ADSelfService Plus in action
How to protect ePHI and meet HIPAA password requirements with ADSelfService Plus
On-premises applications | Cloud applications
According to a study by the Ponemon Institute, every healthcare record stolen in 2017 cost the victim organization $380 on average. The financial impact, loss of patients’ trust, and HIPAA violations that come with losing electronic protected health information (ePHI) all make healthcare organizations rethink their strategy on dealing with data security threats like weak passwords.
Ensure healthcare information security with strong password policies
It's common knowledge that most healthcare organizations rely heavily on passwords to secure access to their sensitive data, including ePHI. Hackers only need one compromised credential to get into an organization's network and wreak havoc. One challenge of HIPAA compliance is ensuring that doctors and other medical staff use strong passwords to secure their accounts. Organizations need an ePHI security solution that ensures data security by improving password complexity requirements.
How to protect ePHI and comply with HIPAA
Section § 164.308(a)(5)(ii)(D) of HIPAA mandates that admins enforce "procedures for creating, changing, and safeguarding passwords." The HIPAA security rule is vague, calls password management "addressable," and gives no specific details on password complexity, so we look to the Department of Health and Human Services Office for Civil Rights for guidance. They ensure that their employees' passwords:
- Include American Standard Code for Information Interchange (ASCII) characters.
- Be between eight and 64 characters.
- Not follow any particular pattern or be easy to guess (e.g. "1234567"). Learn more about weak passwords.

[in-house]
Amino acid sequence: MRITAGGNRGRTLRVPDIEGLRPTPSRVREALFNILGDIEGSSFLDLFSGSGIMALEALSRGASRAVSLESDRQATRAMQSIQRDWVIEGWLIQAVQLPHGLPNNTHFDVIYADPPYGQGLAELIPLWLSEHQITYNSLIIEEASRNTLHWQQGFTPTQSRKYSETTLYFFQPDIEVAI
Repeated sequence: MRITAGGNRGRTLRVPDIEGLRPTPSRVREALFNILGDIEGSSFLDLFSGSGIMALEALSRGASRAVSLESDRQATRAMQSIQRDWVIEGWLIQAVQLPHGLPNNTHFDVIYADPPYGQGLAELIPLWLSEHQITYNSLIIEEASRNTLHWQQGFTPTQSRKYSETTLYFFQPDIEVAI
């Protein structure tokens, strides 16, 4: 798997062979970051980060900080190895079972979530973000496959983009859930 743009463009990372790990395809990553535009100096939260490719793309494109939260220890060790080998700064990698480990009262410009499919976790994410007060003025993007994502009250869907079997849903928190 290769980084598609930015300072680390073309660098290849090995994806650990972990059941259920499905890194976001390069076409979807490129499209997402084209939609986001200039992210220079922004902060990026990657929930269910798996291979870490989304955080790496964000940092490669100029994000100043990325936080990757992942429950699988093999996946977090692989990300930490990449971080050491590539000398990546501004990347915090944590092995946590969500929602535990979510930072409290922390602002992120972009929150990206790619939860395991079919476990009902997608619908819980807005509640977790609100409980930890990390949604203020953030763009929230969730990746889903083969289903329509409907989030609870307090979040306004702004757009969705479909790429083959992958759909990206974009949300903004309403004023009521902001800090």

- Not be identical to a user’s 10 previous passwords (the password history rule).
Password Policy Enforcer
ADSelfService Plus, a password management solution, offers the Password Policy Enforcer that provides advanced password policy settings and helps ensure healthcare data security. Admins can create multiple custom password policies based on users’ privileges, and enforce these policies based on OUs and groups.
How to configure advanced password policy settings with ADSelfService Plus
- Log in to the ADSelfService Plus admin portal.
- Navigate to the Configuration tab. Under the Self-Service section, select the Password Policy Enforcer.
- Enable Enforce Custom Password Policy.
- In this section, the administrator can manage:
- Characters: Restrict the number of special characters, numbers, and Unicode characters that users can use.
- Repetition: Enforce a password history check during password reset, and restrict the consecutive repetition of a specific character from the username (e.g. “aaaaa” or “user01”).
- Patterns: Restrict keyboard sequences, dictionary words, and palindromes.
- Length: Specify the minimum and maximum password length.
- Admins can also enable users to bypass complexity requirements when the password length exceeds a predefined limit (say, 20 characters).
- Enter the number of policy settings the user’s password must comply with during self-service password reset and password change operations.
- Enforce the configured password policy settings during password resets from the ADUC console and the change password screen.
- To help users create passwords that comply with the enforced policy settings, admins can display the password policy requirement on the reset and change password pages.
Tip: Offer visual feedback on user password strength by employing the Password Strength Analyzer. To enable it, open the Configuration tab → Self-Service section → Policy Configuration. Click Advanced. In the window that opens, go the Reset & Unlock tab. Enable Password Strength Analyzer.
1Ban common passwords
2Enforce your organization’s security stance
3Perform OU and group-based enforcement
4Help users set strong passwords
Ban common passwords:
Enforce a custom password policy with advanced password policy controls to ban common passwords, patterns like "@123", and more.
Enforce your organization’s security stance:
Apply a centralized password policy to both on-premises and cloud apps in your organization.
Perform OU and group-based enforcement:
Implement different levels of password controls to different sets of users.
Help users set strong passwords:
Display the enforced password rules on the password reset and change screens.